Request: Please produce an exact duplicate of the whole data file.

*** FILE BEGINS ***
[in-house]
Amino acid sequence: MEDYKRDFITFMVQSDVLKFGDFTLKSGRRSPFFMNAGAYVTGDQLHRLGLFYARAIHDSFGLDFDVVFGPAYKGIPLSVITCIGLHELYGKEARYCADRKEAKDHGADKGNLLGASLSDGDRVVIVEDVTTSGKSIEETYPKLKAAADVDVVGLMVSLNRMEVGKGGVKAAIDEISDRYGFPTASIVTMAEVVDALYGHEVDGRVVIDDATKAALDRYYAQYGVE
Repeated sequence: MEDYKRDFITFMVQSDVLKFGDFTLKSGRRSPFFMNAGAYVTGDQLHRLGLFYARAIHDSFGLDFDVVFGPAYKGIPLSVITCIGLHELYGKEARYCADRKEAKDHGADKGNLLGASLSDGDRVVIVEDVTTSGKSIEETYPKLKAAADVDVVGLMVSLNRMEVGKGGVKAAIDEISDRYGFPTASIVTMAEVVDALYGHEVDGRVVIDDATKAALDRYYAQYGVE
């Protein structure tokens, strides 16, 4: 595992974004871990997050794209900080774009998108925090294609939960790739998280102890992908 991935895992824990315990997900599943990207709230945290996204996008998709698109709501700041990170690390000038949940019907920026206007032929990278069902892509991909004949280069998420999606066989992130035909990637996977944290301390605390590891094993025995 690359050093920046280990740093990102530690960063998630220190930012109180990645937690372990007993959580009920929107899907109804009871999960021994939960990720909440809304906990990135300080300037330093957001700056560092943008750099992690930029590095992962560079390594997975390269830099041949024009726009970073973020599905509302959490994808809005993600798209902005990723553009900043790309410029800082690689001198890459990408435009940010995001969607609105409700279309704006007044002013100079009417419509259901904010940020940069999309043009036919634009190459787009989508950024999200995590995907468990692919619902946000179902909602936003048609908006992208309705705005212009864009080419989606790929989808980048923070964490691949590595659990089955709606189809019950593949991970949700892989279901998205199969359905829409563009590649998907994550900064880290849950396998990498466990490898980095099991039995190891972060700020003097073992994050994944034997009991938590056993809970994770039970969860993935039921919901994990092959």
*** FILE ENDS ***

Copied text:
[in-house]
Amino acid sequence: MEDYKRDFITFMVQSDVLKFGDFTLKSGRRSPFFMNAGAYVTGDQLHRLGLFYARAIHDSFGLDFDVVFGPAYKGIPLSVITCIGLHELYGKEARYCADRKEAKDHGADKGNLLGASLSDGDRVVIVEDVTTSGKSIEETYPKLKAAADVDVVGLMVSLNRMEVGKGGVKAAIDEISDRYGFPTASIVTMAEVVDALYGHEVDGRVVIDDATKAALDRYYAQYGVE
Repeated sequence: MEDYKRDFITFMVQSDVLKFGDFTLKSGRRSPFFMNAGAYVTGDQLHRLGLFYARAIHDSFGLDFDVVFGPAYKGIPLSVITCIGLHELYGKEARYCADRKEAKDHGADKGNLLGASLSDGDRVVIVEDVTTSGKSIEETYPKLKAAADVDVVGLMVSLNRMEVGKGGVKAAIDEISDRYGFPTASIVTMAEVVDALYGHEVDGRVVIDDATKAALDRYYAQYGVE
């Protein structure tokens, strides 16, 4: 595992974004871990997050794209900080774009998108925090294609939960790739998280102890992908 991935895992824990315990997900599943990207709230945290996204996008998709698109709501700041990170690390000038949940019907920026206007032929990278069902892509991909004949280069998420999606066989992130035909990637996977944290301390605390590891094993025995 690359050093920046280990740093990102530690960063998630220190930012109180990645937690372990007993959580009920929107899907109804009871999960021994939960990720909440809304906990990135300080300037330093957001700056560092943008750099992690930029590095992962560079390594997975390269830099041949024009726009970073973020599905509302959490994808809005993600798209902005990723553009900043790309410029800082690689001198890459990408435009940010995001969607609105409700279309704006007044002013100079009417419509259901904010940020940069999309043009036919634009190459787009989508950024999200995590995907468990692919619902946000179902909602936003048609908006992208309705705005212009864009080419989606790929989808980048923070964490691949590595659990089955709606189809019950593949991970949700892989279901998205199969359905829409563009590649998907994550900064880290849950396998990498466990490898980095099991039995190891972060700020003097073992994050994944034997009991938590056993809970994770039970969860993935039921919901994990092959």